Comments
yourfanat wrote: I am using another tool for Oracle developers - dbForge Studio for Oracle. This IDE has lots of usefull features, among them: oracle designer, code competion and formatter, query builder, debugger, profiler, erxport/import, reports and many others. The latest version supports Oracle 12C. More information here.
Cloud Computing
Conference & Expo
November 2-4, 2009 NYC
Register Today and SAVE !..

2008 West
DIAMOND SPONSOR:
Data Direct
SOA, WOA and Cloud Computing: The New Frontier for Data Services
PLATINUM SPONSORS:
Red Hat
The Opening of Virtualization
GOLD SPONSORS:
Appsense
User Environment Management – The Third Layer of the Desktop
Cordys
Cloud Computing for Business Agility
EMC
CMIS: A Multi-Vendor Proposal for a Service-Based Content Management Interoperability Standard
Freedom OSS
Practical SOA” Max Yankelevich
Intel
Architecting an Enterprise Service Router (ESR) – A Cost-Effective Way to Scale SOA Across the Enterprise
Sensedia
Return on Assests: Bringing Visibility to your SOA Strategy
Symantec
Managing Hybrid Endpoint Environments
VMWare
Game-Changing Technology for Enterprise Clouds and Applications
Click For 2008 West
Event Webcasts

2008 West
PLATINUM SPONSORS:
Appcelerator
Get ‘Rich’ Quick: Rapid Prototyping for RIA with ZERO Server Code
Keynote Systems
Designing for and Managing Performance in the New Frontier of Rich Internet Applications
GOLD SPONSORS:
ICEsoft
How Can AJAX Improve Homeland Security?
Isomorphic
Beyond Widgets: What a RIA Platform Should Offer
Oracle
REAs: Rich Enterprise Applications
Click For 2008 Event Webcasts
In many cases, the end of the year gives you time to step back and take stock of the last 12 months. This is when many of us take a hard look at what worked and what did not, complete performance reviews, and formulate plans for the coming year. For me, it is all of those things plus a time when I u...
SYS-CON.TV
"Industry Innovation Now Comes Mainly from OS Community," Says Linux Expert
"Industry Innovation Now Comes Mainly from OS Community," Says Linux Expert

(April 11, 2003) - This week, the Eclipse consortium will officially announce availability of R2.1 of the popular open-tools integration platform, incorporating many changes that improve usability and performance, including workbench navigation enhancements, user-configurable key bindings, new Ant support, and more flexible project layouts. "The Eclipse organization continues to demonstrate that a significant portion of innovation in the industry is now coming from the Open Source community," commented Kevin Bedell, Open Source author and a contributing editor to Linux Business & Technology.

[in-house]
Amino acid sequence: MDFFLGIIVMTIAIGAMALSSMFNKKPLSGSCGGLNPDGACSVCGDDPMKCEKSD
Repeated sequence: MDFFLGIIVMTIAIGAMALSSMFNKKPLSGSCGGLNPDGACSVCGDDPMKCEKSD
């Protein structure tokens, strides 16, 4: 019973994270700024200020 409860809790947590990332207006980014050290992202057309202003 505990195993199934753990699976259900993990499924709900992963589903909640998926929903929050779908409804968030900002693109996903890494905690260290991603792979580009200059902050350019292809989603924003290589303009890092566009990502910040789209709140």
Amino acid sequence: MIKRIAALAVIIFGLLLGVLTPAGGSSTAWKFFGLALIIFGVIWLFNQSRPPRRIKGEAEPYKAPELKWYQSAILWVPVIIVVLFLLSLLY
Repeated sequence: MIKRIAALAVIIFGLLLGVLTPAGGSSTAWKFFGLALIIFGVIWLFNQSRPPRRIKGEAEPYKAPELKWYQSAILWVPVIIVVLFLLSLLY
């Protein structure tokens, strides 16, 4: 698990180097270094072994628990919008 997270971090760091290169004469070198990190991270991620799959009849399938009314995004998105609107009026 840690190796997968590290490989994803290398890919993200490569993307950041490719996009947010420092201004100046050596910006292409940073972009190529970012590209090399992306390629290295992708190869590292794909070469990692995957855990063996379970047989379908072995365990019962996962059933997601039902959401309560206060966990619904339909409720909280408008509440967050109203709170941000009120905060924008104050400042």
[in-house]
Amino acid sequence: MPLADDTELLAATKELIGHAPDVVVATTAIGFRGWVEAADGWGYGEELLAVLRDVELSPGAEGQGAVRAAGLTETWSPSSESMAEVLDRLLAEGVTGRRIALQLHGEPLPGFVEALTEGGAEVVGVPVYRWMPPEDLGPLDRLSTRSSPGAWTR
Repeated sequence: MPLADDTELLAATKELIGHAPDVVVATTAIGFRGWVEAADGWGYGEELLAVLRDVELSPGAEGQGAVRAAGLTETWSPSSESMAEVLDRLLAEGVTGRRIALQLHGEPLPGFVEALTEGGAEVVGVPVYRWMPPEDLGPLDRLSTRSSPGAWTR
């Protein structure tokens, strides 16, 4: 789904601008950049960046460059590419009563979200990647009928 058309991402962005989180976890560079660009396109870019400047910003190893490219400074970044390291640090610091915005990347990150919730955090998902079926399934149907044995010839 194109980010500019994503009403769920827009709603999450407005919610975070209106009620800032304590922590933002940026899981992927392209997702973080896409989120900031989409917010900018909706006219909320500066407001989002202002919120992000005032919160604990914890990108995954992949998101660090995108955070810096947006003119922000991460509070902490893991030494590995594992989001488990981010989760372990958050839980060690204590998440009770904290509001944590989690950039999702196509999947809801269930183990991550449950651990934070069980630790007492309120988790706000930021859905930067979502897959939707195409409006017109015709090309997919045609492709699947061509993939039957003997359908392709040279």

The Java development tools have been significantly upgraded with editor and debugger improvements, many new re-factorings and more. R2.1 adds MacOS to a list of supported development platforms that already includes AIX, HP/UX, QNX, Linux, Windows, and Solaris. In addition, the Eclipse community is continuing to provide and enhance tools that make it easier to build plug-ins that integrate new functions and facilities. "The Eclipse organization itself, as a consortium of vendors and independent developers, is providing a model for how business can leverage the Open Source community with the benefits being shared by all involved. This event provides one more reason why business should take a hard look at both the quality and the value of the tools available for application development using Linux," Bedell added.

"While our sights are set on future versions of the Eclipse Platform, we wanted to provide useful enhancements to the R2 code base," said John Wiegand, Eclipse Project Lead. "We want to retain platform stability and upward compatibility for the large community that is now releasing plug-ins based on Eclipse R2."

Five new supporting members have been welcomed to the consortium: Ericsson, Fraunhofer/FOKUS, LogicLibrary, QA Systems and SilverMark, expanding the consortium to 34 supporting members. To date, more than 260 Eclipse Platform oriented projects have been recognized by community sites like http://eclipse-plugins.2y.net ">http://eclipse-plugins.2y.net and www.sourceforge.org >www.sourceforge.org that independently track and host Eclipse related projects. The acceptance of Eclipse R2.1 is phenomenal. Within the first 48 hours of availability online, the eclipse.org servers logged more than 7 million download requests.

Eclipse has a reputation for making it easier for technology producers and consumers to create, integrate and use software tools, saving developers time and money. It is now supported by offerings from providers of a broad range of development technologies including specialists in modeling, code generation, metadata management, testing, embedded computing, enterprise middleware, collaboration, services, research, and application systems vendors.

Full details of the Eclipse consortium, open-source community, the Eclipse Platform and royalty-free downloads are available at www.eclipse.org. A summary of changes in the R2.1 Eclipse Platform is available here.

About Java News Desk
JDJ News Desk monitors the world of Java to present IT professionals with updates on technology advances, business trends, new products and standards in the Java and i-technology space.

In order to post a comment you need to be registered and logged in.

Register | Sign-in

Reader Feedback: Page 1 of 1

The articles' example of innovation is the features in the IDE, not the framwork, which is what I responded to. Eclipse innovation as mentioned is pale when compared to IDEA.

The article doesn't really touch on SWT or the Eclipse framework itself.